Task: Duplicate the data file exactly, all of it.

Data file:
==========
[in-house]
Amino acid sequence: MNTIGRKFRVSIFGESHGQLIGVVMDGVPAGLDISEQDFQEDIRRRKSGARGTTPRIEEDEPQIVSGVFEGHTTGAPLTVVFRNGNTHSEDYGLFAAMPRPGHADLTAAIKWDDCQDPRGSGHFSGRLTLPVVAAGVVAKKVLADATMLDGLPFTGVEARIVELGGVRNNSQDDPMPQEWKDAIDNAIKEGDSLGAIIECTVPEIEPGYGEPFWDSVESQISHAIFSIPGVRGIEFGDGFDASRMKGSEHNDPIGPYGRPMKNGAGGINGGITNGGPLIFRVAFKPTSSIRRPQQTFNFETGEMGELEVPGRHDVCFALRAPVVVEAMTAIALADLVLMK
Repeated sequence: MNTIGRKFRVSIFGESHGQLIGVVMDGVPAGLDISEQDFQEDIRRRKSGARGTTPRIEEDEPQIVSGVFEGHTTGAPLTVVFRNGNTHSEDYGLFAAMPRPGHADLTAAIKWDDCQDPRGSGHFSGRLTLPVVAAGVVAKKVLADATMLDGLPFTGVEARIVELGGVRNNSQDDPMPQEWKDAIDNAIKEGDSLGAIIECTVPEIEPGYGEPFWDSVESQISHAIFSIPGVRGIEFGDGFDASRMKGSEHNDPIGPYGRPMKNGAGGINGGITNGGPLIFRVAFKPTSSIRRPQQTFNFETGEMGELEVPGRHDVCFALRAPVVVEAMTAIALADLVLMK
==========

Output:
[in-house]
Amino acid sequence: MNTIGRKFRVSIFGESHGQLIGVVMDGVPAGLDISEQDFQEDIRRRKSGARGTTPRIEEDEPQIVSGVFEGHTTGAPLTVVFRNGNTHSEDYGLFAAMPRPGHADLTAAIKWDDCQDPRGSGHFSGRLTLPVVAAGVVAKKVLADATMLDGLPFTGVEARIVELGGVRNNSQDDPMPQEWKDAIDNAIKEGDSLGAIIECTVPEIEPGYGEPFWDSVESQISHAIFSIPGVRGIEFGDGFDASRMKGSEHNDPIGPYGRPMKNGAGGINGGITNGGPLIFRVAFKPTSSIRRPQQTFNFETGEMGELEVPGRHDVCFALRAPVVVEAMTAIALADLVLMK
Repeated sequence: MNTIGRKFRVSIFGESHGQLIGVVMDGVPAGLDISEQDFQEDIRRRKSGARGTTPRIEEDEPQIVSGVFEGHTTGAPLTVVFRNGNTHSEDYGLFAAMPRPGHADLTAAIKWDDCQDPRGSGHFSGRLTLPVVAAGVVAKKVLADATMLDGLPFTGVEARIVELGGVRNNSQDDPMPQEWKDAIDNAIKEGDSLGAIIECTVPEIEPGYGEPFWDSVESQISHAIFSIPGVRGIEFGDGFDASRMKGSEHNDPIGPYGRPMKNGAGGINGGITNGGPLIFRVAFKPTSSIRRPQQTFNFETGEMGELEVPGRHDVCFALRAPVVVEAMTAIALADLVLMK